U.S. Kills People Remotely and Turns Countries Into Craters, but Can’t Take Care of Its Finances, Senator Says

The Department of Defense can “turn entire countries into craters” and has advanced cybersecurity capabilities, but hasn’t successfully completed an audit of its finances, Republican Tennessee Senator Bob Corker, a member of the Senate Budget Committee, pointed out during a hearing this week.

“We all watch us kill people remotely in Mosul and other places, people far away, commanding drones…. How in the world could it be that the biggest, greatest fighting entity in the world cannot audit itself until 2018? What’s wrong?” Corker asked during the Senate hearing on Wednesday.

Congress first passed a law in 1990 making it mandatory for the Pentagon to complete an annual audit. But 2018 is the first year that a comprehensive, agency-wide audit is taking place. Department of Defense officials suggested this is because the Pentagon is more focused on the country’s security than its accounting. But Corker appeared to think that rationale was insufficient.  

“The fact is that we have probably wasted hundreds of billions of dollars through the years through poor management. Is that correct? That would be a low estimate, would it not?” he continued.

912288820 Senator Bob Corker, the Republican from Tennessee, questions Treasury Secretary Steven Mnuchin as he delivers the annual financial stability report to the Senate Banking, Housing and Urban Affairs Committee in Washington, D.C., on January 30. Pete Marovich/Getty Images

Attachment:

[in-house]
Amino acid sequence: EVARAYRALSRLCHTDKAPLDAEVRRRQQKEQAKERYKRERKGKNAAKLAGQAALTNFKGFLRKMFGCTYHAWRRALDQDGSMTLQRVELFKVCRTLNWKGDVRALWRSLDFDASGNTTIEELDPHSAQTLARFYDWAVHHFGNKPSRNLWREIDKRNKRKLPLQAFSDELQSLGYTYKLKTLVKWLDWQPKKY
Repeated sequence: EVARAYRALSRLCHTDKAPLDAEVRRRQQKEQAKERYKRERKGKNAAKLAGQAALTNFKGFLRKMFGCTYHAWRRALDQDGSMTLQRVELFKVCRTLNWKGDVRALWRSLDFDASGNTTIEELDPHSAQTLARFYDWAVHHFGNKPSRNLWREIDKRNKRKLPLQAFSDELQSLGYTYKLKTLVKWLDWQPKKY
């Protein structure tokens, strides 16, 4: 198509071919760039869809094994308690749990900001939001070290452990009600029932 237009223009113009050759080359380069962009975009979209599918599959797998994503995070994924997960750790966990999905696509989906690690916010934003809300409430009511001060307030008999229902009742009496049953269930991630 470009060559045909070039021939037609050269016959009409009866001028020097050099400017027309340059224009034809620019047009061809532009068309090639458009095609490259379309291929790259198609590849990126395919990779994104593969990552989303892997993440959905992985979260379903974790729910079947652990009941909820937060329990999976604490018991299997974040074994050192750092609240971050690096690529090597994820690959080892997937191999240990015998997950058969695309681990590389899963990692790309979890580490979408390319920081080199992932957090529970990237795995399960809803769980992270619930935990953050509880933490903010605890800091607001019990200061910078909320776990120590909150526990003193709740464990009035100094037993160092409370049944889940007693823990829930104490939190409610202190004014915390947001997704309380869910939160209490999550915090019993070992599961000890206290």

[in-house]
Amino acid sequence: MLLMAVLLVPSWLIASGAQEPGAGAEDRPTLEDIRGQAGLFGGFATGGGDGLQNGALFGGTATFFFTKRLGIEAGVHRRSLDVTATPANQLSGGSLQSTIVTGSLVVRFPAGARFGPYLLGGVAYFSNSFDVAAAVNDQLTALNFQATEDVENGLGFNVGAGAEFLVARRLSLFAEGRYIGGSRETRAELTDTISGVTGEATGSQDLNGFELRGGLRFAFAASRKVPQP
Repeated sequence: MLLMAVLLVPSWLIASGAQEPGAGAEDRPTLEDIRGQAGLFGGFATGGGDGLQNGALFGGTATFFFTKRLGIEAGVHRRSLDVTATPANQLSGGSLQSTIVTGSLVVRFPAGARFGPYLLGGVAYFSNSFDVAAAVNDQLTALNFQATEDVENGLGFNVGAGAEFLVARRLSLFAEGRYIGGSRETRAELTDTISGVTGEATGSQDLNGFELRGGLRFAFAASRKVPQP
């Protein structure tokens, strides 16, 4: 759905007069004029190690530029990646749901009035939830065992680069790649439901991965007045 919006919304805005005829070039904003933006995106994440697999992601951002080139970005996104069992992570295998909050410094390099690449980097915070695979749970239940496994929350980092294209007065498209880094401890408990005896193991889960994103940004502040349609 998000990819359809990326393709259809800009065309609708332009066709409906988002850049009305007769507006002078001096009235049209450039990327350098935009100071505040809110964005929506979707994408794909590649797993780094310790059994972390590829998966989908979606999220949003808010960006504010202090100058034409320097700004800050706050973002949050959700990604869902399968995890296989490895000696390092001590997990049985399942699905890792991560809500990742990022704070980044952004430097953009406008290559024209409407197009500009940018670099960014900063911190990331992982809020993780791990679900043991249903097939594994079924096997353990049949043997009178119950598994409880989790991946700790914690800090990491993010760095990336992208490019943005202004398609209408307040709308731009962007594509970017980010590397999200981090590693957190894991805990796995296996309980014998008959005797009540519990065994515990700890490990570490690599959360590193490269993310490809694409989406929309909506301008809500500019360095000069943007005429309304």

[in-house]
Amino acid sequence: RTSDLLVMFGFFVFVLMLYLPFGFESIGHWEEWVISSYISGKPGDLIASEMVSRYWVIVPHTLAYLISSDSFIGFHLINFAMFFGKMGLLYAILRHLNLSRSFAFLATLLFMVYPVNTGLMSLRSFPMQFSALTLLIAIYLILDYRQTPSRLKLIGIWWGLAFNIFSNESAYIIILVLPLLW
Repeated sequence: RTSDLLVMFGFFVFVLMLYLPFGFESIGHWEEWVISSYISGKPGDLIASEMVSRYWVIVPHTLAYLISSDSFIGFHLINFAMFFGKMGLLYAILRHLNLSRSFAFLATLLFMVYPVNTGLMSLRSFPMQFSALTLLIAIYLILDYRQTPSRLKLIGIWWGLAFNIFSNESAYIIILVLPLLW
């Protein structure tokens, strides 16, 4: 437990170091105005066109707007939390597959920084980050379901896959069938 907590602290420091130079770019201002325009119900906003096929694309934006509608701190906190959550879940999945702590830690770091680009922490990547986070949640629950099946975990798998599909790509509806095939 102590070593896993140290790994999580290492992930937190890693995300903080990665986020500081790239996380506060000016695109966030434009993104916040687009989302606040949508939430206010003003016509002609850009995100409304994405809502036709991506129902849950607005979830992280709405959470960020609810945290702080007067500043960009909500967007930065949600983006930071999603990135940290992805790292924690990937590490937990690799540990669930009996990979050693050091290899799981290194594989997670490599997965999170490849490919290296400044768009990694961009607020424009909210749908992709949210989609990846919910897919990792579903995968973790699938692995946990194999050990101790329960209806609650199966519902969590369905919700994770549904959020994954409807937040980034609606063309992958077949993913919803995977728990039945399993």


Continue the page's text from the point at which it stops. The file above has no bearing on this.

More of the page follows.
More than 1,000 auditors will be employed for this year’s audit of one of the government’s most well-funded departments. The project overall is likely to cost over $900 million. Trump administration officials like Defense Secretary James Mattis and Deputy Defense Secretary Patrick Shanahan have made the audit a priority, officials said.

Ultimately, Senator Corker said he is satisfied that this year’s audit will take place, but he worries that the Department of Defense may have lost money previously.

“I’m happy that in 2018 we’re finally going to have an audit. That’s good for taxpayers,” Corker said. “I am distressed that for all these years we know there’s been massive amounts of wasted money because you can’t even audit, and I’m glad that you’re on a path to do something good about it.”

In September, the Senate passed a $700 billion defense policy bill, exceeding the amount the White House had requested. The bill, pushed through by Republican Arizona Senator John McCain, included provisions for Eastern European countries fighting Russian aggression. It authorizes $500 million for security assistance to Ukraine, including weapons, $100 million for Baltic nations to “deter Russian aggression” and $705 million for Israel’s cooperative missile defense programs.